Saturday, November 13, 2021

Human Extinction by 2022?

The NASA image below shows the October 2021 temperature anomaly. The Arctic is heating up enormously, with anomalies showing up of up to 9.1°C. 


The image below shows that the global temperature over the past century, i.e. from 1920 to 2020, has risen by 1.3°C. The image shows anomalies from 1900-1920. When adjusting data to reflect a pre-industrial base, ocean air (2m) temperatures and higher polar anomalies, temperatures may have crossed 2°C long ago.

The image below shows two trends, based on NASA 1880-October 2021 data, adjusted to reflect a pre-industrial base, ocean air (2m) temperatures and higher polar anomalies. The linear trend (green) misses the point that the temperature rise is accelerating. The polynomial trend (black) shows the potential for 3°C to be crossed by 2026.


Acceleration of the temperature rise may speed up further soon, for a number of reasons:

Aerosols: As cleaner alternatives become more economic, and as calls for cleaner air become stronger, this could result in a strong temperature rise soon, as sulfate cooling falls away and more black carbon may result from more wood burning and forest fires, as discussed at the aerosols page.

Sunspots: Within a few years time, sunspots will be reaching the peak of their cycle, and they are looking stronger than forecast, as illustrated by the image on the right showing sunspots up to October 2021.

ENSO: An upcoming El Niño could raise surface temperatures significantly. The image on the right shows that the current La Niña is forecast to end in 2022 and move toward a new El Niño. As the temperature keeps rising, ever more frequent strong El Niño events are likely to occur, as confirmed by a recent study. Authors also confirm concerns that the IPCC downplays the threat that a super El Nino event could occur soon.

The image below indicates that the difference between the top of El Niño and the bottom of La Niña could be more than half a degree Celsius.


As illustrated by the bar on the right, there are many further elements that could dramatically push up the temperature soon. Altogether, there could be a rise from pre-industrial of more than 18°C by end 2026, as discussed in earlier posts such as this one.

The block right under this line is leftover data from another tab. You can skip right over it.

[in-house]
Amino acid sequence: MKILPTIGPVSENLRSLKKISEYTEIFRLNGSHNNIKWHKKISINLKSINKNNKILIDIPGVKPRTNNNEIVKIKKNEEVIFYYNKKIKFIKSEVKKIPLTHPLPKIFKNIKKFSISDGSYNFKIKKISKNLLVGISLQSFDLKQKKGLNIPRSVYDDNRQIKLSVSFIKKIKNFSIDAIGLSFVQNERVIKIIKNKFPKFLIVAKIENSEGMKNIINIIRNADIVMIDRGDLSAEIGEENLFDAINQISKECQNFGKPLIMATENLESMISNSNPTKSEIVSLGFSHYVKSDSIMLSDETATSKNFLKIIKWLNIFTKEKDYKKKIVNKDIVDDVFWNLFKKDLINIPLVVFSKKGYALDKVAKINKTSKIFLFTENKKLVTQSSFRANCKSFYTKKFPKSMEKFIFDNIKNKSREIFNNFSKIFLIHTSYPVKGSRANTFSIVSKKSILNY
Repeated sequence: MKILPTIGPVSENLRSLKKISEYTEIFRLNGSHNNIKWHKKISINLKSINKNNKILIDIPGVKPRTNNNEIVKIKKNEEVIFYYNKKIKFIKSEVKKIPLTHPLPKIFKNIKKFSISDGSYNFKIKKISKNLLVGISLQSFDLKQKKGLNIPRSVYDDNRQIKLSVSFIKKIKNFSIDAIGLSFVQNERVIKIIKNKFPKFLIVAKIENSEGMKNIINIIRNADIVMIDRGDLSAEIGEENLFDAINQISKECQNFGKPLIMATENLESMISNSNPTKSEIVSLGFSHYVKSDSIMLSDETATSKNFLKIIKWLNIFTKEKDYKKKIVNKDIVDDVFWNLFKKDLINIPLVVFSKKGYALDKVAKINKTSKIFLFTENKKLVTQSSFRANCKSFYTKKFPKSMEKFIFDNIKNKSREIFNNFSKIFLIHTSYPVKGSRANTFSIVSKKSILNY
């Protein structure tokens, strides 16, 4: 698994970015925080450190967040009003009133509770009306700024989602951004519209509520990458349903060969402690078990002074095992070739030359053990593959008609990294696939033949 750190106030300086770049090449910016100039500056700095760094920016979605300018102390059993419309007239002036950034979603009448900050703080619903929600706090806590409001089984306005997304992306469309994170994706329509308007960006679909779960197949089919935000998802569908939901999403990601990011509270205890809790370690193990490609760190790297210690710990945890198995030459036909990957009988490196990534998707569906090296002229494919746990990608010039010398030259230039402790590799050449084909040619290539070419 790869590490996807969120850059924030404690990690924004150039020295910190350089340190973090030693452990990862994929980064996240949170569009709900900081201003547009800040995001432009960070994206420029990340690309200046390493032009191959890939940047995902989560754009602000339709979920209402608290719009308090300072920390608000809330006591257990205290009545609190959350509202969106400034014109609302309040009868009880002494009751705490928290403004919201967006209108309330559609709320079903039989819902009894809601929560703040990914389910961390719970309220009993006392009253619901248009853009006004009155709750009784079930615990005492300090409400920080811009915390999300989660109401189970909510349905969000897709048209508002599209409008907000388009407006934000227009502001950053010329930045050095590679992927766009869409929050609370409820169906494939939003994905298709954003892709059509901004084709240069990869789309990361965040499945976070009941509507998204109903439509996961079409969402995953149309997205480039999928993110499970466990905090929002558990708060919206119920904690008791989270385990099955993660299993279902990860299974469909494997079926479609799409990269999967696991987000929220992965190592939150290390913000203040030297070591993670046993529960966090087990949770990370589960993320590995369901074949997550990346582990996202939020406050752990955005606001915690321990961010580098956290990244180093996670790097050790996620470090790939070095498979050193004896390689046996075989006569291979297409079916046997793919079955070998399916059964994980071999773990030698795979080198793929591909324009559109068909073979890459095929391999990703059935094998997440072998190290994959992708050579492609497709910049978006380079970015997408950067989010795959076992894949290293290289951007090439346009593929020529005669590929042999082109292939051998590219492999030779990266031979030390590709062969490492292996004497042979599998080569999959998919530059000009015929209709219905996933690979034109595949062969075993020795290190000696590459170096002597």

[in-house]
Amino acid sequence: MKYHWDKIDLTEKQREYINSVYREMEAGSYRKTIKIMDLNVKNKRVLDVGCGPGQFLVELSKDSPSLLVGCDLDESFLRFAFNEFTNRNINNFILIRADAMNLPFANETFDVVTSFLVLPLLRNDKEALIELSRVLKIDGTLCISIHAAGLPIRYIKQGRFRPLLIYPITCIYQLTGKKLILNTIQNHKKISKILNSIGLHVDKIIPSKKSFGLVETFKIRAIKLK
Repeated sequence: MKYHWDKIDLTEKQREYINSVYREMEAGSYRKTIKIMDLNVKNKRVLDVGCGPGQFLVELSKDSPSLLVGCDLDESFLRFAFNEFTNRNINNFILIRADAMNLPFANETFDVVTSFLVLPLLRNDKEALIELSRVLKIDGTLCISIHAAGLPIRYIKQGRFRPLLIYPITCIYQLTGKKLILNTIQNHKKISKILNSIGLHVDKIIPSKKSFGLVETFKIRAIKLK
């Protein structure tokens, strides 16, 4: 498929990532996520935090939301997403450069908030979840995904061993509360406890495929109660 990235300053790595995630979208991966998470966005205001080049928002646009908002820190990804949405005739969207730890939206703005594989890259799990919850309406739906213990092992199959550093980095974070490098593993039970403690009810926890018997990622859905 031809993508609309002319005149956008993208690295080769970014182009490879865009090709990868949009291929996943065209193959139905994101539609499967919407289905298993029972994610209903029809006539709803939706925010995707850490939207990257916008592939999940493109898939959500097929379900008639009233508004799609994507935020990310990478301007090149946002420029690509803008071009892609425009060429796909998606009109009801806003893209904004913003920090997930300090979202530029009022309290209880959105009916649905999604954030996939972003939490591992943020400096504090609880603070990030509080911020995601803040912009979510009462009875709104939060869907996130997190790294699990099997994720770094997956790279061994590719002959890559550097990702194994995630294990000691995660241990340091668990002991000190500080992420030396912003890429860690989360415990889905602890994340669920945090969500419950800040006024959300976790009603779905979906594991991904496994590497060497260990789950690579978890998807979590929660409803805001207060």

As the image at the top shows, the Arctic is heating up enormously, with anomalies showing up of up to 9.1°C.

Decline of Arctic snow and ice can result in huge albedo losses, loss of latent heat buffer, jet stream changes, more and more extreme weather events, and more. Slowing down of the Atlantic meridional overturning circulation (AMOC) and increasing ocean stratification can result in less heat getting transferred from the atmosphere to the depths of the ocean, as also described at this page.

One of the largest threats is seafloor methane and despite repeated warning from some of the best experts in the field, the IPCC simply waves away this threat. This and other elements in the bar have been discussed in detail in many earlier posts such as this one and on the extinction page.

The image below shows three trends, i.e. the same black polynomial and green linear trends, based on NASA 1880-October 2021 data, and a blue polynomial trend based on 2015-October 2021 data. Data are again adjusted to reflect a pre-industrial base, ocean air (2m) temperatures and higher polar anomalies.

The blue polynomial trend better reflects short-term climate forcing such as aerosols, sunspots and an upcoming El Niño, as discussed above. The blue trend also shows the potential for 3°C to be crossed by the end of 2022.


The current situation is extremely dangerous

Huge amounts of heat are entering the Arctic Ocean, driven by ocean currents and temperature differences. Sea ice acts as a buffer, by consuming energy in the process of melting, thus avoiding that this energy can raise the temperature of the water of the Arctic Ocean. Furthermore, huge amounts of heat get transferred to the atmosphere over the Arctic Ocean, as long as sea ice is low in extent.


The latent heat buffer has now virtually disappeared, while lower air temperatures are causing the sea ice to grow in extent, effectively sealing off the Arctic Ocean and reducing heat transfer from the Arctic Ocean to the atmosphere, as illustrated on the right by the 30-day navy.mil animation (up to November 12, the last 8 days are forecasts). 

Heat that was previously melting the ice or that was getting transferred to the atmosphere is now instead heating up the water. Some 75% of ESAS (East Siberian Arctic Shelf) is shallower than 50 m. Being shallow, these waters can easily warm up all the way down to the sea floor, where heat can penetrate cracks and conduits, destabilizing methane hydrates and sediments that were until now sealing off methane held in chambers in the form of free gas in these sediments.